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The Bill of Rights - PowerPoint PPT Presentation


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D. The Bill of Rights. Speech, Assembly, Religion, Press, petition for redress of grievances, separate church and state Right to bear arms No quartering act Privacy, search and seizure Due process, double jeopardy, self incrimination Speedy, public trial Trial by jury

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the bill of rights
The Bill of Rights
  • Speech, Assembly, Religion, Press, petition for redress of grievances, separate church and state
  • Right to bear arms
  • No quartering act
  • Privacy, search and seizure
  • Due process, double jeopardy, self incrimination
  • Speedy, public trial
  • Trial by jury
  • Prohibits cruel and unusual punishment
  • Rights not specifically mentioned are also protected
  • All powers not delegated to the Federal government are reserved for the states
washington s presidency
Washington’s Presidency
  • He set many important precedents during his tenure of office
  • These included:
    • Two-terms
    • The Cabinet
    • Proclamation of Neutrality
  • The Federal Court system was also created in 1789
  • This act created 13 circuit courts and 3 circuit courts of appeals
  • When he left the Presidency, he warned the nation about the problems of political parties.
hamilton s financial plan
Hamilton’s Financial Plan
  • Hamilton wanted to accomplish several things as he started as Sec. of the Treasury
    • Bind the country together
    • Increase Federal power and prestige
    • Pay off debts
    • Protect industry
  • He tried to accomplish this through the following:
    • Funding state debts at par
    • A tax on whiskey
    • A protective tariff
    • A national bank
the whiskey rebellion
The Whiskey Rebellion
  • It occurred because of the tax on whiskey.
  • Whiskey was important to western farmers because it was a product of corn that could be shipped east for sale.
  • The poor farmers rebelled against the tax.
  • Washington used the army to put down the rebellion.
  • This demonstrated that the new government was committed to enforcing its laws.
jefferson s response
Jefferson’s Response
  • Jefferson opposed much of Hamilton’s Plan
  • He felt that it was too focused on the wealthy and ignored the concerns of the common man
  • He also felt that the plan would give power to the Federal government at the expense of the states.
jeffersonian republicans
Jeffersonian Republicans
  • These were those people who were critics of the Federalists.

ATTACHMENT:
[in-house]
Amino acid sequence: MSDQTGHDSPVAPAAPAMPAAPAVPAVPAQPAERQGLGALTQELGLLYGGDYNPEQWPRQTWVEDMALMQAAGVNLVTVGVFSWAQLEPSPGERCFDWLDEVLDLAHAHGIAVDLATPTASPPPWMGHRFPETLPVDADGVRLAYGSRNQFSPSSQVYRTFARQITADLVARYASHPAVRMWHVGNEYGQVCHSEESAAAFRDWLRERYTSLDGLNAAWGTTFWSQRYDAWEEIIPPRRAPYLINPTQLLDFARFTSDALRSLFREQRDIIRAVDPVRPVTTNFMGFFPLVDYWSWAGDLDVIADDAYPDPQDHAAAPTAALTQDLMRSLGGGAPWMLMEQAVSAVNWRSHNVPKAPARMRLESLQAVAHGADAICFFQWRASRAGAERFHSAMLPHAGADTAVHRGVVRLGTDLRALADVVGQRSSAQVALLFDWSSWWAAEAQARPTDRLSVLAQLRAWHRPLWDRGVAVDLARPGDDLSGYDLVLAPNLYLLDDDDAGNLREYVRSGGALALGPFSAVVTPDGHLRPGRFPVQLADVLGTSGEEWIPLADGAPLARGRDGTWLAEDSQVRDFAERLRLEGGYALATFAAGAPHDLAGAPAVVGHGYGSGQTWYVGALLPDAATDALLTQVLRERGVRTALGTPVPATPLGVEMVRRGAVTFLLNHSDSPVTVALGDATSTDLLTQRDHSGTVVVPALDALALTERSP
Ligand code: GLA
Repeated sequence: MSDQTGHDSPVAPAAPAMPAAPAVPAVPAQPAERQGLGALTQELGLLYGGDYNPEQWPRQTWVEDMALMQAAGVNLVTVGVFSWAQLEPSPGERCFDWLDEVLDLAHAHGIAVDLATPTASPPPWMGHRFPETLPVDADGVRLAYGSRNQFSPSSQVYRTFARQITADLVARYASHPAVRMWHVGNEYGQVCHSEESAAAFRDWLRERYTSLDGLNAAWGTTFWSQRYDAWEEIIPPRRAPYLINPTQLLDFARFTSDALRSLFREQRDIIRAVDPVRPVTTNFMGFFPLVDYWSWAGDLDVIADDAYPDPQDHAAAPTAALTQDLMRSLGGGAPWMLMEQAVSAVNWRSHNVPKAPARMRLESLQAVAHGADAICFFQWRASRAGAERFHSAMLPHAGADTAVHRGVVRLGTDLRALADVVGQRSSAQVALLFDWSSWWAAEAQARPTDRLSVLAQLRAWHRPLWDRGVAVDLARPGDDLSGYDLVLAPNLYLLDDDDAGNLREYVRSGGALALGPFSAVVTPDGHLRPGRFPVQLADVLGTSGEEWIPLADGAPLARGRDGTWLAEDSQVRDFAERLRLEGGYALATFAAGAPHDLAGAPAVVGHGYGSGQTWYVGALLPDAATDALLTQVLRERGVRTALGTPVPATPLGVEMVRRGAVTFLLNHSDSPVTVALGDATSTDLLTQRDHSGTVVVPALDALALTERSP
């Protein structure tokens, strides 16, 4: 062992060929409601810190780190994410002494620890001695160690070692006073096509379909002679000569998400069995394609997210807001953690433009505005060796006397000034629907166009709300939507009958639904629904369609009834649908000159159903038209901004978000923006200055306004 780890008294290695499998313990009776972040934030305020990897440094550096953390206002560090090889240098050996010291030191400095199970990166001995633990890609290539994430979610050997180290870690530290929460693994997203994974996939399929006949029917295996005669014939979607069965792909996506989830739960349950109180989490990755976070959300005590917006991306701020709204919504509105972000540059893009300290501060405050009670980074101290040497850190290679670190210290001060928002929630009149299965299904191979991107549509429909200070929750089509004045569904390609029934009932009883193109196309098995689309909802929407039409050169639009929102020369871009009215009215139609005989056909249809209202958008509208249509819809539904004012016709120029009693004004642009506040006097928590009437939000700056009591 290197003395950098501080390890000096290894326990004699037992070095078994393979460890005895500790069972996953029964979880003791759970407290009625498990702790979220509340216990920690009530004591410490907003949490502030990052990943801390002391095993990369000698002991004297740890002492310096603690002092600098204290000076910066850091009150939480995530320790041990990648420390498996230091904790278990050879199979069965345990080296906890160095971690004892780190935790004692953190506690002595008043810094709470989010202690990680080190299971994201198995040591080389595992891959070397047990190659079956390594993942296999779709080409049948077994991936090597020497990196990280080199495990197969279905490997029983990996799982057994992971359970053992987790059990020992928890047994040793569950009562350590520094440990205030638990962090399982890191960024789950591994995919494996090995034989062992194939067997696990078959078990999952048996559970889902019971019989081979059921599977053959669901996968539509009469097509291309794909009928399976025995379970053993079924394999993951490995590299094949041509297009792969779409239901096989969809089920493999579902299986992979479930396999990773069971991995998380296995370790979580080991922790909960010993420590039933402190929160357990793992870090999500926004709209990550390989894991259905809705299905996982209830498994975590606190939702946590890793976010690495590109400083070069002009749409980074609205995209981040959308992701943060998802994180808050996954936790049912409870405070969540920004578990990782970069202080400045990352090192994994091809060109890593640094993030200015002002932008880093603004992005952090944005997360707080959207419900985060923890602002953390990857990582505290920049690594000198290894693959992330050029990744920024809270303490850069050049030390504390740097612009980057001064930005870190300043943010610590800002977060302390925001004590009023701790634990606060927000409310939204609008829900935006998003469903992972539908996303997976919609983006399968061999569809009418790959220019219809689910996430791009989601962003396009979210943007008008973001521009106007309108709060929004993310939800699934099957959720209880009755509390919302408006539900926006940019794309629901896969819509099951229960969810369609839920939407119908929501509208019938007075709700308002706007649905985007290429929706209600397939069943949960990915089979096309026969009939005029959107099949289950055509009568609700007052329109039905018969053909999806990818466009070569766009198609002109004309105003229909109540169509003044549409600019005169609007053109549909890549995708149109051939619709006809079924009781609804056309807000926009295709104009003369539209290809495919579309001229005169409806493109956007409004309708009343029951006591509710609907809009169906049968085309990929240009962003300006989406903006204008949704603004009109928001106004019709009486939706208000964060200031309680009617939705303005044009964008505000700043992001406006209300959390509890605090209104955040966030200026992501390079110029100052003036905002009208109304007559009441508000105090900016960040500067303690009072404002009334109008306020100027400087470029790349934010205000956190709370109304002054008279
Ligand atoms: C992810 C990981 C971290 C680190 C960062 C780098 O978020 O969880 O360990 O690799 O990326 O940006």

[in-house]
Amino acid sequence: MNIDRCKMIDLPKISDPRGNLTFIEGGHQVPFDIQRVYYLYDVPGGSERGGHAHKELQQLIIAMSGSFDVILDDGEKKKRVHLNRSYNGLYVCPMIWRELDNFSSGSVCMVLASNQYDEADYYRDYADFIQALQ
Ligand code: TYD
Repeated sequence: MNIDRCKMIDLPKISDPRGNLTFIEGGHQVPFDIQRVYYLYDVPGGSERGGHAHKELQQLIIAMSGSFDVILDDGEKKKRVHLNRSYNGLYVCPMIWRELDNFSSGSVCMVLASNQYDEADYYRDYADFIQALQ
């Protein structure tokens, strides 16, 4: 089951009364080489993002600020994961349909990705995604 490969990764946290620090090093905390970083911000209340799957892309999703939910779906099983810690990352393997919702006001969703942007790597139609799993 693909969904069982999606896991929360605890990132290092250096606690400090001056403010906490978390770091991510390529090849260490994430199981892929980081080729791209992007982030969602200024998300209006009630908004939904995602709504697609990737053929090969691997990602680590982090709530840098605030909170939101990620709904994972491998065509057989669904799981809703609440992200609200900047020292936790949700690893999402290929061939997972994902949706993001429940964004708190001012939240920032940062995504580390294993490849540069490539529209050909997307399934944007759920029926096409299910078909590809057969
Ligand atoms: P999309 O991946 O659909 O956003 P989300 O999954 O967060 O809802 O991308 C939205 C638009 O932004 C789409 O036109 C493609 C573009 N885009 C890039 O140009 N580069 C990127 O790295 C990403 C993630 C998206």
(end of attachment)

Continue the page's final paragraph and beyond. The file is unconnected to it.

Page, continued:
• They with the Federalists formed the first political parties in the U.S.
foreign affairs
Foreign Affairs
  • The French Revolution
    • Americans supported the idea of the Revolution, but were horrified by the mob violence
  • Proclamation of Neutrality
    • Washington believed that the US was not strong enough to be involved in foreign wars or alliances
  • Jay’s Treaty
    • This was an attempt to stop British impressments of sailors
  • Pinckney’s Treaty
    • The US got the right to use the Mississippi River for shipping. The Spanish thought the US and G.B. were working together and got scared.
the presidency of adams
The Presidency of Adams
  • The XYZ Affair
    • France tried to bully the United States delegates into paying a bribe in order to enter negotiations
    • Adams resisted the call for war
  • The Alien and Sedition Acts
    • These laws raised the time for citizenship from 5 to 14 years
    • The Sedition Act made it a crime to criticize the President or Congress
  • The Virginia and Kentucky Resolutions
    • These were responses written by Madison and Jefferson that railed against the expansion of power in the Sedition Act
    • These resolutions stated that states should be able to NULLIFY federal laws that are unconstitutional
the revolution of 1800
The Revolution of 1800
  • The election of 1800 represented the first time in history that a country had peacefully transferred power from one political group to its rival without bloodshed
  • Jefferson changed as a leader, as he became more open to expanding powers of the Federal government as shown in the Louisiana Purchase
  • Jefferson was saddled with a largely Federalist Court system
  • The influence of the Federalists would carry on for several years past their electoral success